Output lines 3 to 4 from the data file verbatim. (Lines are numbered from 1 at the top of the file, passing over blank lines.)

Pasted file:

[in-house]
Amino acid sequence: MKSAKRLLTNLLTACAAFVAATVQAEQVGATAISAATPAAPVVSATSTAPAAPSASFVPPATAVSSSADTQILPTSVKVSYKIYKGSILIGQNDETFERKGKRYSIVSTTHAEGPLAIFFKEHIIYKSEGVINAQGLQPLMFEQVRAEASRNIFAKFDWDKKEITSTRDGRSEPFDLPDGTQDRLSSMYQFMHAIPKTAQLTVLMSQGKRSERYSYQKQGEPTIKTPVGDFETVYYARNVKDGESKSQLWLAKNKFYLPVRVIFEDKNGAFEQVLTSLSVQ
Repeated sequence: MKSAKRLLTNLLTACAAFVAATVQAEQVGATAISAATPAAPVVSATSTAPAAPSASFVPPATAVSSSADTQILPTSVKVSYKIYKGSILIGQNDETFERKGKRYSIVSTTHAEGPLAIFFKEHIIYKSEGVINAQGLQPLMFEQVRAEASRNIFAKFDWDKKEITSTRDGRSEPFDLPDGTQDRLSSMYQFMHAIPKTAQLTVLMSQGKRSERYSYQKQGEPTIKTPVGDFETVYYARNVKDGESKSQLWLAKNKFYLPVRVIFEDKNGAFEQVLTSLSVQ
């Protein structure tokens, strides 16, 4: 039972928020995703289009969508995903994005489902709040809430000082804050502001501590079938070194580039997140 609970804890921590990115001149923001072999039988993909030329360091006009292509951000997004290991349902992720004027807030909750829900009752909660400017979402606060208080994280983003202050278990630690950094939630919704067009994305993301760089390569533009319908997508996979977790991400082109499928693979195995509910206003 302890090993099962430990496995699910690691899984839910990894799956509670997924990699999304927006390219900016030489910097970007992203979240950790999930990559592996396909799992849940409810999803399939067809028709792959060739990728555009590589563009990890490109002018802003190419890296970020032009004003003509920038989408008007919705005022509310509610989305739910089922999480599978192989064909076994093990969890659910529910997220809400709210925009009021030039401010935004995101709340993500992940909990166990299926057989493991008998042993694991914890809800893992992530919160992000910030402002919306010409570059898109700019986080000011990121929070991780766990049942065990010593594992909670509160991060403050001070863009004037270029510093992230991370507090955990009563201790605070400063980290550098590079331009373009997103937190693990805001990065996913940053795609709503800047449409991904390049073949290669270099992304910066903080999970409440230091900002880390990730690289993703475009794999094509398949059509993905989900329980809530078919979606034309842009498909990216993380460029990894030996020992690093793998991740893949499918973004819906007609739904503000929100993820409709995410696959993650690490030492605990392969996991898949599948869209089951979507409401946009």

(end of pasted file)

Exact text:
Repeated sequence: MKSAKRLLTNLLTACAAFVAATVQAEQVGATAISAATPAAPVVSATSTAPAAPSASFVPPATAVSSSADTQILPTSVKVSYKIYKGSILIGQNDETFERKGKRYSIVSTTHAEGPLAIFFKEHIIYKSEGVINAQGLQPLMFEQVRAEASRNIFAKFDWDKKEITSTRDGRSEPFDLPDGTQDRLSSMYQFMHAIPKTAQLTVLMSQGKRSERYSYQKQGEPTIKTPVGDFETVYYARNVKDGESKSQLWLAKNKFYLPVRVIFEDKNGAFEQVLTSLSVQ
């Protein structure tokens, strides 16, 4: 039972928020995703289009969508995903994005489902709040809430000082804050502001501590079938070194580039997140 609970804890921590990115001149923001072999039988993909030329360091006009292509951000997004290991349902992720004027807030909750829900009752909660400017979402606060208080994280983003202050278990630690950094939630919704067009994305993301760089390569533009319908997508996979977790991400082109499928693979195995509910206003 302890090993099962430990496995699910690691899984839910990894799956509670997924990699999304927006390219900016030489910097970007992203979240950790999930990559592996396909799992849940409810999803399939067809028709792959060739990728555009590589563009990890490109002018802003190419890296970020032009004003003509920038989408008007919705005022509310509610989305739910089922999480599978192989064909076994093990969890659910529910997220809400709210925009009021030039401010935004995101709340993500992940909990166990299926057989493991008998042993694991914890809800893992992530919160992000910030402002919306010409570059898109700019986080000011990121929070991780766990049942065990010593594992909670509160991060403050001070863009004037270029510093992230991370507090955990009563201790605070400063980290550098590079331009373009997103937190693990805001990065996913940053795609709503800047449409991904390049073949290669270099992304910066903080999970409440230091900002880390990730690289993703475009794999094509398949059509993905989900329980809530078919979606034309842009498909990216993380460029990894030996020992690093793998991740893949499918973004819906007609739904503000929100993820409709995410696959993650690490030492605990392969996991898949599948869209089951979507409401946009």